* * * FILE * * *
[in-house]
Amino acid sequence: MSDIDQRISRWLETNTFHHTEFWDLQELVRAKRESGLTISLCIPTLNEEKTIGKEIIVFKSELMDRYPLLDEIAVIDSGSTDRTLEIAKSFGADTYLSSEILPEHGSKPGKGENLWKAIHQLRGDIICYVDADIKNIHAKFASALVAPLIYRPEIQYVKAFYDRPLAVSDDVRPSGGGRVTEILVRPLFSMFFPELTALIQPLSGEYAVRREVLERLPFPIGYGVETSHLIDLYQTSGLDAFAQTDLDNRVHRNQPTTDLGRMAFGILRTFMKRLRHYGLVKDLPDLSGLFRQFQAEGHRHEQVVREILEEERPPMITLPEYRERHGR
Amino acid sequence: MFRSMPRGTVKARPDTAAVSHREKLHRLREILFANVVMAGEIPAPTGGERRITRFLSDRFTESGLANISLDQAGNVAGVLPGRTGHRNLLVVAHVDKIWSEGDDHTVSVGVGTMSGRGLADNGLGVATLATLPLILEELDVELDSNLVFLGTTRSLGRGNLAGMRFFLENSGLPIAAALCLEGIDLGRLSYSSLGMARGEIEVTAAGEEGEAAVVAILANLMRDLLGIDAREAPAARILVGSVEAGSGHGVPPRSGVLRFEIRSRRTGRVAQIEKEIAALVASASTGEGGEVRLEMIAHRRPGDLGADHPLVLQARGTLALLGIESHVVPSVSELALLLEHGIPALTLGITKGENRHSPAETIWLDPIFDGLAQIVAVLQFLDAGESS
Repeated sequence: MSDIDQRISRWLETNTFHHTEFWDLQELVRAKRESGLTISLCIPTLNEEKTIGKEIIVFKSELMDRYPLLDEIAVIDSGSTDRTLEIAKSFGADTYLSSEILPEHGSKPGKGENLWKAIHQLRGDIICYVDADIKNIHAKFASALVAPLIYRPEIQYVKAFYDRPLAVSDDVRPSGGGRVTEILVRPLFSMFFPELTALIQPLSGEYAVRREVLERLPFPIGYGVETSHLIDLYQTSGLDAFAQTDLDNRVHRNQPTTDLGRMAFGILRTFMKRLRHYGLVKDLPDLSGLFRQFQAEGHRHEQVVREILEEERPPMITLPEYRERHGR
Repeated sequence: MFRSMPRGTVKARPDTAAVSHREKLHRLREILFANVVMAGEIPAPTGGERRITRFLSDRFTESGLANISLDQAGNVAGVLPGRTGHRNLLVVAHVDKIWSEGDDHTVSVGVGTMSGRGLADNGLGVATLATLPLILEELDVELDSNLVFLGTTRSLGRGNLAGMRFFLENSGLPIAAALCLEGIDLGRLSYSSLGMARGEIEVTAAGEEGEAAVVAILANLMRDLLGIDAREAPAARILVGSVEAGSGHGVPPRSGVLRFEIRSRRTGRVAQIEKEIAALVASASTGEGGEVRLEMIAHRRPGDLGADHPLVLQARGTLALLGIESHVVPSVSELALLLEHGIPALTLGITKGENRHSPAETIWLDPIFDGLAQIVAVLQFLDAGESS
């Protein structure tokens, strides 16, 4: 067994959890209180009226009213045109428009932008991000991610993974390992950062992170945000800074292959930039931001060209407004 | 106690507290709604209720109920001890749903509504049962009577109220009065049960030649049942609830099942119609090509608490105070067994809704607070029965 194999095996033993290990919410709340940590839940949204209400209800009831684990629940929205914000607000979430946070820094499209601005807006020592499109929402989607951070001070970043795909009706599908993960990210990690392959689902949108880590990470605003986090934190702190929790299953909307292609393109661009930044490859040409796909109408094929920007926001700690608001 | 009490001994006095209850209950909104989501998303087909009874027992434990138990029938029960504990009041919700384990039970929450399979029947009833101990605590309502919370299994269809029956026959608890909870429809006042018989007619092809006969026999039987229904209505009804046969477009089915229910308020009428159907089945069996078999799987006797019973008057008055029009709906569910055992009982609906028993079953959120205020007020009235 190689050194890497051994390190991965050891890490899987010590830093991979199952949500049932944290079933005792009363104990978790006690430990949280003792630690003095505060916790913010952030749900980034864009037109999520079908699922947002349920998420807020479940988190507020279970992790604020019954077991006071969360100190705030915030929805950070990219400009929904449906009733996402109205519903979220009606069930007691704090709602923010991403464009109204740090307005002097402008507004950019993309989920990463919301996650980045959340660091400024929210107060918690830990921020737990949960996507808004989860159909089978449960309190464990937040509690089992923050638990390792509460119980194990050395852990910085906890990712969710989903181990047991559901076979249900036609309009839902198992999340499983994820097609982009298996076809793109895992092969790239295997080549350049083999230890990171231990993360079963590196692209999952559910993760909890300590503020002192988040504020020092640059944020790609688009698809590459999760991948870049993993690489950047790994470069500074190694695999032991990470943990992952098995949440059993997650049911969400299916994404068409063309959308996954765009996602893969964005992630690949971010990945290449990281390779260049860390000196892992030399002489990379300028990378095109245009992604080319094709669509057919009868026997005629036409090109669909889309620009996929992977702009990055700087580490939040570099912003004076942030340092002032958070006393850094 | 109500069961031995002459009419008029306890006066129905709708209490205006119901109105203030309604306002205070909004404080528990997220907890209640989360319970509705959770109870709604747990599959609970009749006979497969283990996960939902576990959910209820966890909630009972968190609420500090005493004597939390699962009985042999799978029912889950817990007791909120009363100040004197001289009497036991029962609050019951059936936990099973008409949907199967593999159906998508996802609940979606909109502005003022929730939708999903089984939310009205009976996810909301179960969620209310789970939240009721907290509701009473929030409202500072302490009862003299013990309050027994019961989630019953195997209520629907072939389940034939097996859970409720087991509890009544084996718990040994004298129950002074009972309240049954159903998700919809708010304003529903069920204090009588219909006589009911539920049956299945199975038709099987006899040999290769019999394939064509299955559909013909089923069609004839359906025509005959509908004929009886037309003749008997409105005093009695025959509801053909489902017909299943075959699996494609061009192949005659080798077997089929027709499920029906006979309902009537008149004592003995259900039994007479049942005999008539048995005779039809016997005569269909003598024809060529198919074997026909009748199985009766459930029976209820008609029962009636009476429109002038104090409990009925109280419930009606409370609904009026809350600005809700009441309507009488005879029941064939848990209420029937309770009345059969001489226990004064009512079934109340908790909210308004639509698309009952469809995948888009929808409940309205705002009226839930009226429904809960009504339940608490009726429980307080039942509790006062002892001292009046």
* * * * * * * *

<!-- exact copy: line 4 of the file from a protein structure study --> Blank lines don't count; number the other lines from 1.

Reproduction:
Repeated sequence: MSDIDQRISRWLETNTFHHTEFWDLQELVRAKRESGLTISLCIPTLNEEKTIGKEIIVFKSELMDRYPLLDEIAVIDSGSTDRTLEIAKSFGADTYLSSEILPEHGSKPGKGENLWKAIHQLRGDIICYVDADIKNIHAKFASALVAPLIYRPEIQYVKAFYDRPLAVSDDVRPSGGGRVTEILVRPLFSMFFPELTALIQPLSGEYAVRREVLERLPFPIGYGVETSHLIDLYQTSGLDAFAQTDLDNRVHRNQPTTDLGRMAFGILRTFMKRLRHYGLVKDLPDLSGLFRQFQAEGHRHEQVVREILEEERPPMITLPEYRERHGR